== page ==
Making a healthy start for the year ahead

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Sussex-based broadcaster and health and wellbeing expert Monica Price talks to the Times about how making the healthiest possible start to the New Year…


January is the winter month known for setting New Year’s resolutions, starting a new diet, and contemplating change. This is often the time when you look at your health and wellbeing and want to make changes.

Rather than setting yourself goals that may be difficult for you to achieve, look at more realistic goals to help make you feel better about yourself.

Try the SMART approach – Small, Manageable, Achievable, Realistic and Timely.


  • Instead of starting a new ‘fad’ diet – simply make your diet healthier by adding more fruit, vegetables, fish, lean meats and plant-based foods to your weekly menu.
  • Cut down on your sugary food and drink. Too much sugar in your diet can not only lead to weight gain, but also affects the way your pancreas produces insulin, increasing your risk of type 2 diabetes.
  • Use your freezer as your friend and cook more than you usually do. You can then portion these into containers and you are ready to have a healthy meal in minutes when you don’t really want to cook.
  • Try making delicious and tasty vegetable soups. You can add any leftover vegetables, beans, lentils, spinach, watercress, onion and garlic for a dish packed with essential nutrients.
  • Instead of eating your fruit cold – why not slice and warm it up. Good choices are apples, fresh or frozen berries, pineapple or orange. These can easily be frozen so you have them to hand.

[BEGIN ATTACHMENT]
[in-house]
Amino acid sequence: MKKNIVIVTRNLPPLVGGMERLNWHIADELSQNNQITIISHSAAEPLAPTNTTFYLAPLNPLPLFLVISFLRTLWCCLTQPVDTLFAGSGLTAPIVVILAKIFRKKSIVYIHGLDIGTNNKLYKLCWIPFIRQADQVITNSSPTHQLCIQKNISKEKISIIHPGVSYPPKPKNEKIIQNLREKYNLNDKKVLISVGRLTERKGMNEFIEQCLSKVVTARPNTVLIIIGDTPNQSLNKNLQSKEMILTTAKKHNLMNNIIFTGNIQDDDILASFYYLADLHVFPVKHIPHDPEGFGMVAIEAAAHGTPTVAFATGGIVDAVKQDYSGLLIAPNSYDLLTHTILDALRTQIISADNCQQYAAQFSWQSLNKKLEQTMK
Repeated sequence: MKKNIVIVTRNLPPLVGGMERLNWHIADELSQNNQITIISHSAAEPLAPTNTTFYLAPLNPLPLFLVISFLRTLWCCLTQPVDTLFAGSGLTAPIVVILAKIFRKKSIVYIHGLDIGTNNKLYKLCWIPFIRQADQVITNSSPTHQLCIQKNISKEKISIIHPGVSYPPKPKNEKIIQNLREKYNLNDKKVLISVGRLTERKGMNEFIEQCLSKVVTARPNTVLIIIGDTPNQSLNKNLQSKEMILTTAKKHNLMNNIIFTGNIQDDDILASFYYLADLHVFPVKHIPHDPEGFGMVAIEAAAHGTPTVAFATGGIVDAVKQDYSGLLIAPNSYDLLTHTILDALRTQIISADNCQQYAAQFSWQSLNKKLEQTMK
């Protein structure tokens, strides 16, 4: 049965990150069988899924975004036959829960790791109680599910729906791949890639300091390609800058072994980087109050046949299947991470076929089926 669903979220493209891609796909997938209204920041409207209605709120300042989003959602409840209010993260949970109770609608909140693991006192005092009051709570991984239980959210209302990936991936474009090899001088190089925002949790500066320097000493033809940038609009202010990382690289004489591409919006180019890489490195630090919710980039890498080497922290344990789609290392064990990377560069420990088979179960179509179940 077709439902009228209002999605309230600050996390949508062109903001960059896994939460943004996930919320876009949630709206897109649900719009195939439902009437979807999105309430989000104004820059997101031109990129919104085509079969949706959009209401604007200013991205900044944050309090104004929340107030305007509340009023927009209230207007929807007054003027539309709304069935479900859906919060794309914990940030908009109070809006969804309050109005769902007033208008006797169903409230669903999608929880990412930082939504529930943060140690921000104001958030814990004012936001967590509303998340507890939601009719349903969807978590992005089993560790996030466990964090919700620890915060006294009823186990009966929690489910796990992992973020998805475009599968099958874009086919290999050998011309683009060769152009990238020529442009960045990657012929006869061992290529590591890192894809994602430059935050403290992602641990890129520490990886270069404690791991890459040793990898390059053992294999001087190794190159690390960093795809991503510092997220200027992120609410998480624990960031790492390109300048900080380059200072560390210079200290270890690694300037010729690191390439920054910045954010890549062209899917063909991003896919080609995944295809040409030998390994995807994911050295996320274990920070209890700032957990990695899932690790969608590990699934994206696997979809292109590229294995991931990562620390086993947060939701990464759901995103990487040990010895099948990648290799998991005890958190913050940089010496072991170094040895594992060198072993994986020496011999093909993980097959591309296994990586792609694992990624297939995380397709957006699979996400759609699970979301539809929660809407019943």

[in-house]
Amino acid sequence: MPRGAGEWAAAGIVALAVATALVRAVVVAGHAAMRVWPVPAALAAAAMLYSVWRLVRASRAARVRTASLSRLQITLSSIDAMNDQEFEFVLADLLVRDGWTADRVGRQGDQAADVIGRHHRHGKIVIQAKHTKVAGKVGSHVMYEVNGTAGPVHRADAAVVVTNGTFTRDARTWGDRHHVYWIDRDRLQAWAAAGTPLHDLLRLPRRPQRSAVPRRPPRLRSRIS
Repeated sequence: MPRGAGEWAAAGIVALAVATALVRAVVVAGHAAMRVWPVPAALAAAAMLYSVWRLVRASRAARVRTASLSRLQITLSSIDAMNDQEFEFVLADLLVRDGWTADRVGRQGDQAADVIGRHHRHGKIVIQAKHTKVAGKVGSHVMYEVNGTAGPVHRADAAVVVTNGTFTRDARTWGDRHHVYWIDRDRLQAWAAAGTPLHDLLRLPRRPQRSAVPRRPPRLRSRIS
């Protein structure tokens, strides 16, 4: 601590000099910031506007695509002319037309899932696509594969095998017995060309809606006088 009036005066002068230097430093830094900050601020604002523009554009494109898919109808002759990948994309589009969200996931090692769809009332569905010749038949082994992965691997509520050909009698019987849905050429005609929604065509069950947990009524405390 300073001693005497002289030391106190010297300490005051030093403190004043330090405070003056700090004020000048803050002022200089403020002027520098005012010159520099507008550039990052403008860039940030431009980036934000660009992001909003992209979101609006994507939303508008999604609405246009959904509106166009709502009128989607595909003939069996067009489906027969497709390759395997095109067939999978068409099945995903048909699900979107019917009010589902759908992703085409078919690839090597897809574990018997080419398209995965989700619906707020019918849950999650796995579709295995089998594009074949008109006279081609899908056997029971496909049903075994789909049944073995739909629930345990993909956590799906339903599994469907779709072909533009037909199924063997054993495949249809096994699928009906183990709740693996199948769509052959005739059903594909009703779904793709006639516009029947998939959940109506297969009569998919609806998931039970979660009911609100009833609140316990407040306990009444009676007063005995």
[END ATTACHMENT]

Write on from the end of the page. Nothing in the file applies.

• Try swapping one of your snacks high in fat, sugar and salt to a healthier option. By simply swapping one or two sugary snacks you can really make a difference to a healthier you.
  • Keep your body hydrated and drink more water. Your body is mostly made up of water – nearly two thirds – so it’s important to aim for six to eight glasses a day. Try having a glass of water, instead of a fizzy drink or coffee for example. Add fresh fruit to your water to change the flavour. Hydration is needed for your heart and circulation, digestion, for temperature control and for our brain to work well.



  • Go outdoors as much as you can during daylight hours and embrace nature. A short walk or cycle ride is not only good for your body, but exercise helps to release endorphins and contributes towards a better mood and wellbeing.
  • If you are unable to go outdoors then make sure you have plenty of indoor plants. They not only look nice, but research has found that a friendly bacteria in plant soil (mycobaterium vaccae) triggers the release of serotonin, that can help alleviate symptoms of low mood and depression.
  • Variety is important, so take up a new hobby that you really enjoy – you are more likely to stick to it if it’s something that makes you happy.

Remember you have a whole new year to make changes, so treat your New Year as a marathon, rather than a sprint.

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